Sudan: The crisis facing Ethiopian refugees
Since fighting first erupted in northern Ethiopia in early November, hundreds of thousands of people have been displaced from their homes. Some 50,000 people have crossed the border into Sudan as refugees, leaving border towns struggling to provide adequate food and shelter for those fleeing the violence.
MSF teams in the region are providing essential medical care and support to refugees as they cross into Sudan. Australian nurse Kiera Sargeant, former MSF medical coordinator in Sudan, discusses the urgent needs and our current responses to the crisis.
Tell us about the situation on the Ethiopian border.
In early November 2020, refugees from the Tigray region of Ethiopia started crossing into Sudan at two points, Hamdayet and Ludgi. Initially it was only a small number of refugees, but this has increased to more than 1,000 new arrivals a day. More than 55,000 people have now arrived in Sudan from Tigray.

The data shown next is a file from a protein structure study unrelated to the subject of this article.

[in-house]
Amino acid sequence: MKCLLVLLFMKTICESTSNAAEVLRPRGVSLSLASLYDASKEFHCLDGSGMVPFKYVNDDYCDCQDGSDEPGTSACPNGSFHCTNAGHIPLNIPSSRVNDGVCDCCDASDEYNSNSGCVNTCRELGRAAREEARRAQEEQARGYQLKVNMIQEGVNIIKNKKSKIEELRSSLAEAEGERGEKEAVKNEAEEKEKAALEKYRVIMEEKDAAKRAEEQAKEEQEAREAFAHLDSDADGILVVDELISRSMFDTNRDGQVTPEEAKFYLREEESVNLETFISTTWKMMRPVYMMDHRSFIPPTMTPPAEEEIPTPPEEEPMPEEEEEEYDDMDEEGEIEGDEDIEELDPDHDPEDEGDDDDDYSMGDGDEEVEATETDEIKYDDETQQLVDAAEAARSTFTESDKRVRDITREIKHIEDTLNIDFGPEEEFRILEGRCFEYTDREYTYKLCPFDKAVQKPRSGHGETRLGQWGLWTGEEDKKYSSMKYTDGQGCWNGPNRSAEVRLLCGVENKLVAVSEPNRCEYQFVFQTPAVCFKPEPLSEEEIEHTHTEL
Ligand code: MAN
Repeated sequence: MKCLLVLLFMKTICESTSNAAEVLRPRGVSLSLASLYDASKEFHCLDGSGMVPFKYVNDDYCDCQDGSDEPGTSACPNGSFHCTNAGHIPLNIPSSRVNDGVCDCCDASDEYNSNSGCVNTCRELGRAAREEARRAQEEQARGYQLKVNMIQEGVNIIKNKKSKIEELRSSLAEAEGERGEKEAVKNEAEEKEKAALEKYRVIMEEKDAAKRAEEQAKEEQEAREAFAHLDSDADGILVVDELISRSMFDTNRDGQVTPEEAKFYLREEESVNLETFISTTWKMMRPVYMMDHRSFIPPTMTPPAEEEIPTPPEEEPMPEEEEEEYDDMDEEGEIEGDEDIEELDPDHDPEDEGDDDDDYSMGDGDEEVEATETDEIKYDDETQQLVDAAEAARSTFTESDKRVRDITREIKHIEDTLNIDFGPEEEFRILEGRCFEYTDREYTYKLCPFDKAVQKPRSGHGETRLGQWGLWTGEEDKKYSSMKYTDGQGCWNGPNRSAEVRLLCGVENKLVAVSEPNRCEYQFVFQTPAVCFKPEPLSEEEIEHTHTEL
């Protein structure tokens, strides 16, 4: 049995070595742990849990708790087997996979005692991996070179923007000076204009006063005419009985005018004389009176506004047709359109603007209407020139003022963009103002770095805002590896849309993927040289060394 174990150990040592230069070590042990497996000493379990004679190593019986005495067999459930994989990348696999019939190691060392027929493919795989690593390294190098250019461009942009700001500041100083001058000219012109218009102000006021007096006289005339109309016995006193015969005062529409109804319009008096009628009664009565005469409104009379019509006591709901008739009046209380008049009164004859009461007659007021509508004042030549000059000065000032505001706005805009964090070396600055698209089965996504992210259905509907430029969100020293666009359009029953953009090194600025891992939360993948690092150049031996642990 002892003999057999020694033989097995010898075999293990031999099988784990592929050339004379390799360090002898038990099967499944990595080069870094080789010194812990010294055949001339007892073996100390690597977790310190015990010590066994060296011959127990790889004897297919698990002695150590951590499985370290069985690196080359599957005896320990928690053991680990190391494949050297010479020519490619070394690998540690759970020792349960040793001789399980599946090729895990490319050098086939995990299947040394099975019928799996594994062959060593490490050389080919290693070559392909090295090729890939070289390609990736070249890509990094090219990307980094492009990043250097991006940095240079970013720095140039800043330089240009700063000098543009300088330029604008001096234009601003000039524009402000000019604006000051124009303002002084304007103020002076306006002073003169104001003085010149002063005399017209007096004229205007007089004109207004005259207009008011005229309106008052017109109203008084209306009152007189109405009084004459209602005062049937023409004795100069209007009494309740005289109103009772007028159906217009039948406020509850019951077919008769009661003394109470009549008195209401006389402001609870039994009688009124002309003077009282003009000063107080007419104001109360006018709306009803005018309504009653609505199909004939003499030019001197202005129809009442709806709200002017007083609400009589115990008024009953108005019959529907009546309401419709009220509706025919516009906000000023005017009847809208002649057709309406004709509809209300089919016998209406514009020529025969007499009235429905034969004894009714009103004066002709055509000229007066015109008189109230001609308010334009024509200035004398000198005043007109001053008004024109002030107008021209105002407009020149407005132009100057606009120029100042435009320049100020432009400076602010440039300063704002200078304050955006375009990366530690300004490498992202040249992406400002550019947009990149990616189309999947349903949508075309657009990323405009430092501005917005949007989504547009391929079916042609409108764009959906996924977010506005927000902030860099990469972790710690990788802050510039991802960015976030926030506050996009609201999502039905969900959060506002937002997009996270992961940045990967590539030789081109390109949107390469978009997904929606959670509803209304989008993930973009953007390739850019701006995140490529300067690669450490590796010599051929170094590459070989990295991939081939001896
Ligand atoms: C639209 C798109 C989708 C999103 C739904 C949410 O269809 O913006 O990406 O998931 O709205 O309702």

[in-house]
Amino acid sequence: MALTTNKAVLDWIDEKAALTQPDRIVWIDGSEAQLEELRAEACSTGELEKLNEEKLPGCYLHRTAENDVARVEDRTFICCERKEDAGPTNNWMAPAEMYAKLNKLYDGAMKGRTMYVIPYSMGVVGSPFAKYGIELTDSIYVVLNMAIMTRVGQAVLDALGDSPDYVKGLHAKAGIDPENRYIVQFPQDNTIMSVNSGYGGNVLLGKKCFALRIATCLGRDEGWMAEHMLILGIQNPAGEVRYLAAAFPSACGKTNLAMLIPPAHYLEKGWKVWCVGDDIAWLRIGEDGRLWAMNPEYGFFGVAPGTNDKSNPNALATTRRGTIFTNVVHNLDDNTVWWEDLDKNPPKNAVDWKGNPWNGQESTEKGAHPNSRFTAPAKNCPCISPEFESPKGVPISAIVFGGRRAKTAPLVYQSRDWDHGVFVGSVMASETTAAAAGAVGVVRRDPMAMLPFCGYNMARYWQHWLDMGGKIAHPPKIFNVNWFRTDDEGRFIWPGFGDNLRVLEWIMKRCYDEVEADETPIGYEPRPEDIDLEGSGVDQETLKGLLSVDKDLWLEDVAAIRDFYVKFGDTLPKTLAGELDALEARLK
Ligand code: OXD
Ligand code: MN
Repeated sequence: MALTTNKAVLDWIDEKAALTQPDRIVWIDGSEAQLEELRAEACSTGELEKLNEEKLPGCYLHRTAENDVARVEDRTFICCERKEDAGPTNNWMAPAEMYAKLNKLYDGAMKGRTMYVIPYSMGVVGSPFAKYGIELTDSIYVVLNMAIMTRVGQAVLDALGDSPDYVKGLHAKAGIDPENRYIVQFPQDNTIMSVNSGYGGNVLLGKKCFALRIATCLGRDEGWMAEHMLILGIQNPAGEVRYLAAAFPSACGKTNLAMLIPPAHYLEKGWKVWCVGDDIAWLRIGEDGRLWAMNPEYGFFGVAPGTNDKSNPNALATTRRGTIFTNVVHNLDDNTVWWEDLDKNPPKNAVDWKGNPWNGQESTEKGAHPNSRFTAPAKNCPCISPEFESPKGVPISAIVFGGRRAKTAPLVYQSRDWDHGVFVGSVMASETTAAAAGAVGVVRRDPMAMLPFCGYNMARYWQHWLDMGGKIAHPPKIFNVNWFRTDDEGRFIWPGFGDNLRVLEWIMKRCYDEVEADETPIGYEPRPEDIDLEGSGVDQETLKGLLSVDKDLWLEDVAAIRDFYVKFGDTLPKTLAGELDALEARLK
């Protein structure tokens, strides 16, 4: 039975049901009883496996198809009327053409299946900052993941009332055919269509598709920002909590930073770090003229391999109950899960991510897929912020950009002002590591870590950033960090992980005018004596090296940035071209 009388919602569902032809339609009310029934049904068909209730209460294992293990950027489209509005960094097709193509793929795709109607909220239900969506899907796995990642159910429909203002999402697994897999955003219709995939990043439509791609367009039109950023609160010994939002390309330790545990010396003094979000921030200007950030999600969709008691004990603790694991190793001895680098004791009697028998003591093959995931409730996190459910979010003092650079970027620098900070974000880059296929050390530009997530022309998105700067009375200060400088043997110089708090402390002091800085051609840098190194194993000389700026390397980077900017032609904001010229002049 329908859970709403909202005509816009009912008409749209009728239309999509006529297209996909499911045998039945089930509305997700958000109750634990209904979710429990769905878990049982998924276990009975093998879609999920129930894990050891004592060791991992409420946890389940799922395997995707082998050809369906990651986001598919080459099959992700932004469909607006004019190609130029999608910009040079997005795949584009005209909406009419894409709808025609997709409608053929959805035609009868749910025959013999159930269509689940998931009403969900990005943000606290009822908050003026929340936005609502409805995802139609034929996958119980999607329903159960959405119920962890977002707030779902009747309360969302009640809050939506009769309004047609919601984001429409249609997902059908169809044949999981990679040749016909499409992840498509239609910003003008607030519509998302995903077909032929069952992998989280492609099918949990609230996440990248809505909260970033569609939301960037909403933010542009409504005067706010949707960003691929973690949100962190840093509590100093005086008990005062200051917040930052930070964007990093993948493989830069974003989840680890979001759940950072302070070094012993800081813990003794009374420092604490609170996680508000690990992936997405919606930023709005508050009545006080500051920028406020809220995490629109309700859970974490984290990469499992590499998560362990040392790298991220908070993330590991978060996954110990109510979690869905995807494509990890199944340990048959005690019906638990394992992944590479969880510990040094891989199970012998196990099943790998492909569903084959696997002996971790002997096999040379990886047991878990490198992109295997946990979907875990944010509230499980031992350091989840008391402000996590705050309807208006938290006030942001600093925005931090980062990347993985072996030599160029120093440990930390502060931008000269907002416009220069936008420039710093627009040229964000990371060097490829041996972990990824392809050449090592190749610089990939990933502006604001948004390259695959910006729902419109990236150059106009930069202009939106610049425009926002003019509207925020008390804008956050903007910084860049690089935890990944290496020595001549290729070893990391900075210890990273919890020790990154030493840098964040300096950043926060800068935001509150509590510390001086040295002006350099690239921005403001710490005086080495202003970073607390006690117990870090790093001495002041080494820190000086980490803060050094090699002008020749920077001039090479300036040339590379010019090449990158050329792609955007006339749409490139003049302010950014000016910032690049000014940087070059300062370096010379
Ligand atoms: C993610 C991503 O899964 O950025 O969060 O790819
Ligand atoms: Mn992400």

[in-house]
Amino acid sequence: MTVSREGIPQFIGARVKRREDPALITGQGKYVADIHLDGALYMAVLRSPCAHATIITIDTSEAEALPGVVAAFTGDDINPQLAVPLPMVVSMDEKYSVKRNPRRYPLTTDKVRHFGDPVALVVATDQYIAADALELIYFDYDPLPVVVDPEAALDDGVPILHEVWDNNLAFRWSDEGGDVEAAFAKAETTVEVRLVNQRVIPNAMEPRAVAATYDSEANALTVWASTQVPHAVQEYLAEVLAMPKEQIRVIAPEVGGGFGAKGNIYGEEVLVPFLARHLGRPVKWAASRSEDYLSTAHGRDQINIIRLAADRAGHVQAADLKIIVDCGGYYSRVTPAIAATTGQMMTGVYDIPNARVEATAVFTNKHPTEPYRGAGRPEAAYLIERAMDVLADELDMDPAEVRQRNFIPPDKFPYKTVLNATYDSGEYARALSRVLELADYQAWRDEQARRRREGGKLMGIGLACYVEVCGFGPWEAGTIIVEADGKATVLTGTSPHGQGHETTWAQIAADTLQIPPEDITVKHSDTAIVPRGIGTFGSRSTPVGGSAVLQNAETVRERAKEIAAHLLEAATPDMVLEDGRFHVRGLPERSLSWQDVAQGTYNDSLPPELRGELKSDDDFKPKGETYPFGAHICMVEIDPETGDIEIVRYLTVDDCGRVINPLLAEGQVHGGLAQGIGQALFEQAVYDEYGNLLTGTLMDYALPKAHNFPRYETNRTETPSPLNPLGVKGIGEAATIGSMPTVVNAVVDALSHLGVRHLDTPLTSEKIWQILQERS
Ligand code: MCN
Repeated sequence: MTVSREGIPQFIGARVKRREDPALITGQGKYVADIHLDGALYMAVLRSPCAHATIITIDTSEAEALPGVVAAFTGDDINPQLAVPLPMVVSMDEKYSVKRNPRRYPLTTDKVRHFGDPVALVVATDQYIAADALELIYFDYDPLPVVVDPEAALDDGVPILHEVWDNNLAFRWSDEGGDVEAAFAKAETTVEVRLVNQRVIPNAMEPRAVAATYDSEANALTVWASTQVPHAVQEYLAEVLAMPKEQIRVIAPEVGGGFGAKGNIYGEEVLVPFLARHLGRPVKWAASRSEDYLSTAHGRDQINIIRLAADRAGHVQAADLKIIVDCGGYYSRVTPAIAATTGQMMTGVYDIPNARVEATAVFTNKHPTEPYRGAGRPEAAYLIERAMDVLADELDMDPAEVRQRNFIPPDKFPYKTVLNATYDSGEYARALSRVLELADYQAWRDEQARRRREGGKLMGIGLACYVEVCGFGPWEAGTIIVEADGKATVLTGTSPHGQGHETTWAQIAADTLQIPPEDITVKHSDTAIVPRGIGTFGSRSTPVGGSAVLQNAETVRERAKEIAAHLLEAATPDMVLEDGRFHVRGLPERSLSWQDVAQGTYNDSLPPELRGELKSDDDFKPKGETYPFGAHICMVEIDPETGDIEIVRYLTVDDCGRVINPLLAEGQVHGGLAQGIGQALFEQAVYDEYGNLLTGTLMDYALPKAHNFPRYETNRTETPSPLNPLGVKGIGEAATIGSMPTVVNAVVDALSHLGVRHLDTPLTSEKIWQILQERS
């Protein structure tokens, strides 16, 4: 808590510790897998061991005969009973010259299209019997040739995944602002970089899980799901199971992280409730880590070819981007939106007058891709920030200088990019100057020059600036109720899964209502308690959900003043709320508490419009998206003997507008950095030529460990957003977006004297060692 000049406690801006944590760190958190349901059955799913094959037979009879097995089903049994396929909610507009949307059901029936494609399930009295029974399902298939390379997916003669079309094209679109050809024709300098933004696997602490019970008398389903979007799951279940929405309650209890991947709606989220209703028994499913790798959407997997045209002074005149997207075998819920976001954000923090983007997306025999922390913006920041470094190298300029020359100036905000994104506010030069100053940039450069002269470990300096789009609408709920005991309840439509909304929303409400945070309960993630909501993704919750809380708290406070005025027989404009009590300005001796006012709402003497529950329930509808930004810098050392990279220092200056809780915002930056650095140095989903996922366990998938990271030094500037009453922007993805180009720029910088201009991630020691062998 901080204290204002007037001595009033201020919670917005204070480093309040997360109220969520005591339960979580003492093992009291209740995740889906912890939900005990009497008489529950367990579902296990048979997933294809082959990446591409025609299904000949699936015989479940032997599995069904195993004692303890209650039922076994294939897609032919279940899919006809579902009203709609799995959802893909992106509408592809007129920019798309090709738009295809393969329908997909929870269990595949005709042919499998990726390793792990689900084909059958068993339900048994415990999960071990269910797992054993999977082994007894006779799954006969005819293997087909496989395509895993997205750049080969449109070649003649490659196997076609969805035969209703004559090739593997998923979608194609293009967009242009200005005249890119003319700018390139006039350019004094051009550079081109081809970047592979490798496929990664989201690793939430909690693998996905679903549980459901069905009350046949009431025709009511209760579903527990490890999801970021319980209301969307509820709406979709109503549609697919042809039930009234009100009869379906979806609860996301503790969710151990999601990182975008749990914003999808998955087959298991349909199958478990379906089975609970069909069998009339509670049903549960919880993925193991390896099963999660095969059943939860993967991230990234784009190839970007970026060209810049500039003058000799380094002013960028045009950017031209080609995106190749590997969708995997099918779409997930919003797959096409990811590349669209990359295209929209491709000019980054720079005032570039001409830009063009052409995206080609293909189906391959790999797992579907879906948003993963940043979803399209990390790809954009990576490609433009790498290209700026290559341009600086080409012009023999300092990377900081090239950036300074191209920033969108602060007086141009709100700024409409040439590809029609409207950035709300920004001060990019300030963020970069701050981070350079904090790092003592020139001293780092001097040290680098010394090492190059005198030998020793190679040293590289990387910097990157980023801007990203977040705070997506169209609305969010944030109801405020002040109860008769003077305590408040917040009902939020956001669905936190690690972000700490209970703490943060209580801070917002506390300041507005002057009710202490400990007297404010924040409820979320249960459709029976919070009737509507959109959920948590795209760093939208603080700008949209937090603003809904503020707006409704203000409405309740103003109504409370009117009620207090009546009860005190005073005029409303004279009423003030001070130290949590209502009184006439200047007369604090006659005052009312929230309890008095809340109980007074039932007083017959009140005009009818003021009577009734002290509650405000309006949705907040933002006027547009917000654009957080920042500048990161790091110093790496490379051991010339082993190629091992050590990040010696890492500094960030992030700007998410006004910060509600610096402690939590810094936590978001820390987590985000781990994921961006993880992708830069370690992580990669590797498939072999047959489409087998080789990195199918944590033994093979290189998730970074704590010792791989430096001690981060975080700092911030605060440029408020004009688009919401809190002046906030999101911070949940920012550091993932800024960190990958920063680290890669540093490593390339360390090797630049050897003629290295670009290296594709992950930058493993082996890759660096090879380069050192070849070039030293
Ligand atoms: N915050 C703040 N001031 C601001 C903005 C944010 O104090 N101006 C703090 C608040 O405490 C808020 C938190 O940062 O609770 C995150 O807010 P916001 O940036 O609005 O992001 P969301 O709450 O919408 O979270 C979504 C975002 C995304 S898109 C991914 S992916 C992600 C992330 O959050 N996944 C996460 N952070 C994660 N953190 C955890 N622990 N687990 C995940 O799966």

At first most people crossed into Sudan by swimming or wading across the fast-flowing river which marks the border with Ethiopia, while others crossed by boat or land. We hear that it is more challenging now for people to find safe routes to reach the crossing points into Sudan; often people tell us that they had to hide for days at different points until they could continue on their way.
The refugees are staying in Kassala and Gedaref states. In Gedaref, there are two permanent official camps, Um Rakuba and a new camp, Al Tanideba. The transport of the refugees from the border reception and transit camps to the official, permanent camps in Gedaref can take between 10 to 15 hours.
What are the main health concerns for those who are seeking refuge in Sudan?
Initially people’s physical health condition was okay, as they had not travelled long distances. But early December we saw a shift, with new arrivals often exhausted and in a worse health condition due to the journey. In addition, we are particularly concerned about people not having access to required medications for chronic health conditions.